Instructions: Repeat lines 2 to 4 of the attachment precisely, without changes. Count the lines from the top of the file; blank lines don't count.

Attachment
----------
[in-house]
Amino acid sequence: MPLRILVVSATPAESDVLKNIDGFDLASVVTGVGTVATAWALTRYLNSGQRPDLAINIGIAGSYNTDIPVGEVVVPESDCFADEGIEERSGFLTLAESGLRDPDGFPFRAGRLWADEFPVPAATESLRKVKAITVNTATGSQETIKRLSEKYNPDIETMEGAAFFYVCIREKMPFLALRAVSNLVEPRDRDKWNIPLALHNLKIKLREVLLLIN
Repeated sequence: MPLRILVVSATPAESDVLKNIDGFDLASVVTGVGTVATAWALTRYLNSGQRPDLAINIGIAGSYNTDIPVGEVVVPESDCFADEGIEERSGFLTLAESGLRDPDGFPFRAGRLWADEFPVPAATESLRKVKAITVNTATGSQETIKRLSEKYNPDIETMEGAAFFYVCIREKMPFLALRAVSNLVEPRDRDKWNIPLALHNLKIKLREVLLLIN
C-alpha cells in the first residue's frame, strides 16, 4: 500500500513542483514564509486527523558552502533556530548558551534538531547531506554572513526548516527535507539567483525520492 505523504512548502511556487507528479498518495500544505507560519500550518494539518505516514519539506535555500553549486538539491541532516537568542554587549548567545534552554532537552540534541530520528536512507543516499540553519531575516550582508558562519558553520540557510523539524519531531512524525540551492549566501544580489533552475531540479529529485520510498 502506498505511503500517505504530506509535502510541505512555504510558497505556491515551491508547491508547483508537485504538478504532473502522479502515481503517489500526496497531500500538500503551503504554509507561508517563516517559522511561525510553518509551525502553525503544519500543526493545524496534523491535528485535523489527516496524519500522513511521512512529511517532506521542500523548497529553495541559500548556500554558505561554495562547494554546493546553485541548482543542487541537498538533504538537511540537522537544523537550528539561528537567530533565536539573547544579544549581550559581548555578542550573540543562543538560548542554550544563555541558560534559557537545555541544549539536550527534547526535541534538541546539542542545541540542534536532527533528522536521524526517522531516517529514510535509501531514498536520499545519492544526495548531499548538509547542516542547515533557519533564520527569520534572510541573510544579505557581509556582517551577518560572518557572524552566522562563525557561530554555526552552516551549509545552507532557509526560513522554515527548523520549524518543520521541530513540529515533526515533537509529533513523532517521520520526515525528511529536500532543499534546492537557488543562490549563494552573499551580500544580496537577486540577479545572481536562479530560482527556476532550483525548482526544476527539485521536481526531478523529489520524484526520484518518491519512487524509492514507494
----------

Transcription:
Amino acid sequence: MPLRILVVSATPAESDVLKNIDGFDLASVVTGVGTVATAWALTRYLNSGQRPDLAINIGIAGSYNTDIPVGEVVVPESDCFADEGIEERSGFLTLAESGLRDPDGFPFRAGRLWADEFPVPAATESLRKVKAITVNTATGSQETIKRLSEKYNPDIETMEGAAFFYVCIREKMPFLALRAVSNLVEPRDRDKWNIPLALHNLKIKLREVLLLIN
Repeated sequence: MPLRILVVSATPAESDVLKNIDGFDLASVVTGVGTVATAWALTRYLNSGQRPDLAINIGIAGSYNTDIPVGEVVVPESDCFADEGIEERSGFLTLAESGLRDPDGFPFRAGRLWADEFPVPAATESLRKVKAITVNTATGSQETIKRLSEKYNPDIETMEGAAFFYVCIREKMPFLALRAVSNLVEPRDRDKWNIPLALHNLKIKLREVLLLIN
C-alpha cells in the first residue's frame, strides 16, 4: 500500500513542483514564509486527523558552502533556530548558551534538531547531506554572513526548516527535507539567483525520492 505523504512548502511556487507528479498518495500544505507560519500550518494539518505516514519539506535555500553549486538539491541532516537568542554587549548567545534552554532537552540534541530520528536512507543516499540553519531575516550582508558562519558553520540557510523539524519531531512524525540551492549566501544580489533552475531540479529529485520510498 502506498505511503500517505504530506509535502510541505512555504510558497505556491515551491508547491508547483508537485504538478504532473502522479502515481503517489500526496497531500500538500503551503504554509507561508517563516517559522511561525510553518509551525502553525503544519500543526493545524496534523491535528485535523489527516496524519500522513511521512512529511517532506521542500523548497529553495541559500548556500554558505561554495562547494554546493546553485541548482543542487541537498538533504538537511540537522537544523537550528539561528537567530533565536539573547544579544549581550559581548555578542550573540543562543538560548542554550544563555541558560534559557537545555541544549539536550527534547526535541534538541546539542542545541540542534536532527533528522536521524526517522531516517529514510535509501531514498536520499545519492544526495548531499548538509547542516542547515533557519533564520527569520534572510541573510544579505557581509556582517551577518560572518557572524552566522562563525557561530554555526552552516551549509545552507532557509526560513522554515527548523520549524518543520521541530513540529515533526515533537509529533513523532517521520520526515525528511529536500532543499534546492537557488543562490549563494552573499551580500544580496537577486540577479545572481536562479530560482527556476532550483525548482526544476527539485521536481526531478523529489520524484526520484518518491519512487524509492514507494